The expert’s view: Habitats Regulations Assessments Chris Walsh 14 July 2023

The expert’s view: Habitats Regulations Assessments

Habitats Regulations Assessments can often seem like a minefield for developers, public utilities and local authorities. Chris Walsh, Principal Consultant, Middlemarch, explains why they have such a strong position within the UK planning system.

Habitats Regulations Assessments can be the fastest ‘kill switch’ for a planning application in this country.

If a development does not pass a Habitats Regulations Assessment when it is required, then the development cannot take place, even if it’s a piece of national infrastructure like a new motorway.

But what are Habitats Regulations Assessments, and why do they have such a strong position within the UK planning system?

Protecting nature through Habitats Regulations Assessments

Around 900 sites in England, Scotland and Wales make up part of an international network of ‘European sites’. This means they’re internationally significant locations for habitat and species, and receive special protection from the Conservation of Habitats and Species Regulations 2017, known as the ‘Habitats Regulations’. This is UK legislation, not European, and we have seen this legislation be further strengthened since Brexit. We are now considering how development and land-use changes affect these sites more frequently and considering a greater range of possible impacts than ever before.

Under these regulations, it is illegal to cause harm to a European site.

The only way that you can legally harm a European site (even temporarily) is if you have previously received special permission from the Secretary of State in the UK Government, which shows that they have decided to make a special exception and ‘eased the laws’ in this specific instance, which is referred to as derogation. However, to get this permission you have to overcome a very high bar, displaying that there are no other options (no matter how expensive), that there is an overriding public interest in the project going ahead and that any harm will be fully compensated for. Therefore, it’s very rare to be granted a derogation.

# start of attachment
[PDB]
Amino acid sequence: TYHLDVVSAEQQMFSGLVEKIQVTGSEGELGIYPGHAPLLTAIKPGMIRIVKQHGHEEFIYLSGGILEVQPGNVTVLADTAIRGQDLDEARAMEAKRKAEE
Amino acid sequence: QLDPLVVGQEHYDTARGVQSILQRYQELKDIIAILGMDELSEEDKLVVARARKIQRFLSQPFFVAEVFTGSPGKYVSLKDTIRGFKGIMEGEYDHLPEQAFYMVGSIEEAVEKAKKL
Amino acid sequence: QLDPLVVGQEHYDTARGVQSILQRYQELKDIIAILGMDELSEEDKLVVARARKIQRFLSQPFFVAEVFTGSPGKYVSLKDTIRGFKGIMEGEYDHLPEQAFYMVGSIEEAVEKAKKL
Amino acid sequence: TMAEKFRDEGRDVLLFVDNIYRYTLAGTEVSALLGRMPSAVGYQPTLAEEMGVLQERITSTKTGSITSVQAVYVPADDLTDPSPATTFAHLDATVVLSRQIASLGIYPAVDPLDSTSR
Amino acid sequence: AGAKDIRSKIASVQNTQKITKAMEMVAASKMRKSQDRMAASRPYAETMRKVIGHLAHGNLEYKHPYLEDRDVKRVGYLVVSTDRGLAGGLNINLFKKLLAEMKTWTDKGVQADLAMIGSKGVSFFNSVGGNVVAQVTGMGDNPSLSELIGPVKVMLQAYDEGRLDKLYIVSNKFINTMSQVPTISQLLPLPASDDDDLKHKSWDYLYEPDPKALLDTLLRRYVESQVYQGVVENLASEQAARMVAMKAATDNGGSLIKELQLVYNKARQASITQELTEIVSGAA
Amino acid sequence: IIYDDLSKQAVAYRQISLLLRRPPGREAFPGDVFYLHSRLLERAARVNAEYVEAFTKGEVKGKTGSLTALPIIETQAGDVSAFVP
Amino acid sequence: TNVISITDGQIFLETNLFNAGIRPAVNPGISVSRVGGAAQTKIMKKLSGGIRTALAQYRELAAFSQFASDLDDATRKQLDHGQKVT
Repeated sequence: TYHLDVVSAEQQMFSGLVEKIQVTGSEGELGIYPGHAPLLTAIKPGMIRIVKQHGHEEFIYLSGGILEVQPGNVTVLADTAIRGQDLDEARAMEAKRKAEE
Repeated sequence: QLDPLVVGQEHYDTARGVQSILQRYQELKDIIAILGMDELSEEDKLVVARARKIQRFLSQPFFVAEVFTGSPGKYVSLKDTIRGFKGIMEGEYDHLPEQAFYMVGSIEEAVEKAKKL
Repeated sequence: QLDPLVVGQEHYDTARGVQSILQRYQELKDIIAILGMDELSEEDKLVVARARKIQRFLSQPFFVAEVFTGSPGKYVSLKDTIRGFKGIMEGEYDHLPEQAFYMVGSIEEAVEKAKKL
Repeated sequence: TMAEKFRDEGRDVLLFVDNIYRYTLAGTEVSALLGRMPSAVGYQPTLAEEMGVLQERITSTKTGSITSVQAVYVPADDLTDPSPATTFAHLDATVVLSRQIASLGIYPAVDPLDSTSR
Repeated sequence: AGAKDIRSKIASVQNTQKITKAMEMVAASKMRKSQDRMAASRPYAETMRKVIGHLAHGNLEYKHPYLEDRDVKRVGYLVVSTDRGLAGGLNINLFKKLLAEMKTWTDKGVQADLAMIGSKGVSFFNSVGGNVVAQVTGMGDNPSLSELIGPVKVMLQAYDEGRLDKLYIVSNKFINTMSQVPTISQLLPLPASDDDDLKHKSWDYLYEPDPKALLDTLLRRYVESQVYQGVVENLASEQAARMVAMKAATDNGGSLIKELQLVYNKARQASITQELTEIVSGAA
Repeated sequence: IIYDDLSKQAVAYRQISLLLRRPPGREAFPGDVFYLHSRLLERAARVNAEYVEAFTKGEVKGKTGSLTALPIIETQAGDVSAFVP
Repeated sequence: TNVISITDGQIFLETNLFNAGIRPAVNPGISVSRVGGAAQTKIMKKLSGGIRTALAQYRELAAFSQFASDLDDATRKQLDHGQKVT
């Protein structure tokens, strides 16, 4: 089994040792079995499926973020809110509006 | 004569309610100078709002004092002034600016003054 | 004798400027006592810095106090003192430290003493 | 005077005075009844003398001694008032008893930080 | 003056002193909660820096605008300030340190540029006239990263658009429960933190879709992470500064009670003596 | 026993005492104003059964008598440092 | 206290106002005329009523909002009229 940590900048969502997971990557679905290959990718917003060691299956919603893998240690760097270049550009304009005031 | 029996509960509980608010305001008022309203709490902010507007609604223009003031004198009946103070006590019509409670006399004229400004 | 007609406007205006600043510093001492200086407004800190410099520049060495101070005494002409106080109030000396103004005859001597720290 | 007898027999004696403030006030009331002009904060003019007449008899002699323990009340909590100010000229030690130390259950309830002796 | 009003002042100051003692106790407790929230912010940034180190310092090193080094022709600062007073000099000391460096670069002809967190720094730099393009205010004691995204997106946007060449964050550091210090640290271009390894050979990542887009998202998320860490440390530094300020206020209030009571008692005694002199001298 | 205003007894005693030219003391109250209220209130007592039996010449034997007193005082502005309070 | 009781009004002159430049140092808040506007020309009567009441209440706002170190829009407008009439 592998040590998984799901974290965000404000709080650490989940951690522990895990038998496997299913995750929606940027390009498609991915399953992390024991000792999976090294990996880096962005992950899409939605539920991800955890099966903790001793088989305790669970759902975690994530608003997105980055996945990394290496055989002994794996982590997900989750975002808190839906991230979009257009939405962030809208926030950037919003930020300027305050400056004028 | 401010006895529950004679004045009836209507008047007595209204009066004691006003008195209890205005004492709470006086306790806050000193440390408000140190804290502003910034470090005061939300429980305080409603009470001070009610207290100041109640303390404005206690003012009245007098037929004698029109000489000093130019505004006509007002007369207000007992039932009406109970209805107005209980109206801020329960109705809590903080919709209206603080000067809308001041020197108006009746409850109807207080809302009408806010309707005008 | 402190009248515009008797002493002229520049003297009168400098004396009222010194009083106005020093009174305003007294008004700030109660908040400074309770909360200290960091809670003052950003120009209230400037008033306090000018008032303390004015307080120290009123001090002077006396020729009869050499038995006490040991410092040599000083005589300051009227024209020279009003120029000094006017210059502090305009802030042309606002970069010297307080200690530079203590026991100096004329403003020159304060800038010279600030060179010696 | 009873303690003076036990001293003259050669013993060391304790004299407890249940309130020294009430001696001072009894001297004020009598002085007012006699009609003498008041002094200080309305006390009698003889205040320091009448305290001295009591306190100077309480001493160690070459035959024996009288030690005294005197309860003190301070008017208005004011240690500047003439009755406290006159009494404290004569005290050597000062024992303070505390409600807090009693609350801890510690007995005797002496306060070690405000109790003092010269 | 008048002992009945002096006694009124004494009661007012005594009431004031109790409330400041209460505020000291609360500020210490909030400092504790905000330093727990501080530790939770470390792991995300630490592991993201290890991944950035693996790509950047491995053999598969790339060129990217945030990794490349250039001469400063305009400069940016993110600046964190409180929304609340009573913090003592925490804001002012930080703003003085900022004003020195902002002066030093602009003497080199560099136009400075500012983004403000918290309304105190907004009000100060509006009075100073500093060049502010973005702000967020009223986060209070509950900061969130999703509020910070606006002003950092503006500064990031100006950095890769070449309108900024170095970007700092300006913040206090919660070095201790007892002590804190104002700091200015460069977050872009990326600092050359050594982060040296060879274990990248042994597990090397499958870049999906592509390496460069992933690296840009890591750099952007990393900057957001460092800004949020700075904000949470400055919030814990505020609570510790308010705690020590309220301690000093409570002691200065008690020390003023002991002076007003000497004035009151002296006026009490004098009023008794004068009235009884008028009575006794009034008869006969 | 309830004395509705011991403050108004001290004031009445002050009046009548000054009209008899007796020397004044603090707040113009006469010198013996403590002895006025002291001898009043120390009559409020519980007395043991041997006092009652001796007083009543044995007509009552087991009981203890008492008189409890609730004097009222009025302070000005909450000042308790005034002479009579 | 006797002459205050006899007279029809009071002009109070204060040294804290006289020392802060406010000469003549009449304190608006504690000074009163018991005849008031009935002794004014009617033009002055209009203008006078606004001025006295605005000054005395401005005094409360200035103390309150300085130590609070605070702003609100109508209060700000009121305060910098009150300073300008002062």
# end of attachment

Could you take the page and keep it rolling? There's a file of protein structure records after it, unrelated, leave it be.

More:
The legal responsibility for carrying out a Habitats Regulations Assessment falls to what’s called the ‘Competent Authority’ – often a local or county council for a particular location – which ultimately must decide if a plan or project proposal could cause a significant impact to one or more European sites, and if this impact can be fully avoided or mitigated so it can go ahead.

Middlemarch typically gets involved when the duty falls upon our client to provide the information the authority needs to make that decision, starting from the assumption that the work will have an adverse impact on a European site unless it can be proven otherwise.

“In the past few years, we’ve supported around 100 Habitats Regulations Assessments, handling discussions with the Competent Authority, appearing at public consultations, successfully defending our work at public inquiries, and putting forward solutions that would mitigate any concerns.”
Chris Walsh
Principal Consultant, Middlemarch

Direct or indirect impact

To further complicate things, the impact can be direct and obvious, for example if someone wants to build on a European site or dig it up, but it can also be indirect and therefore less obvious.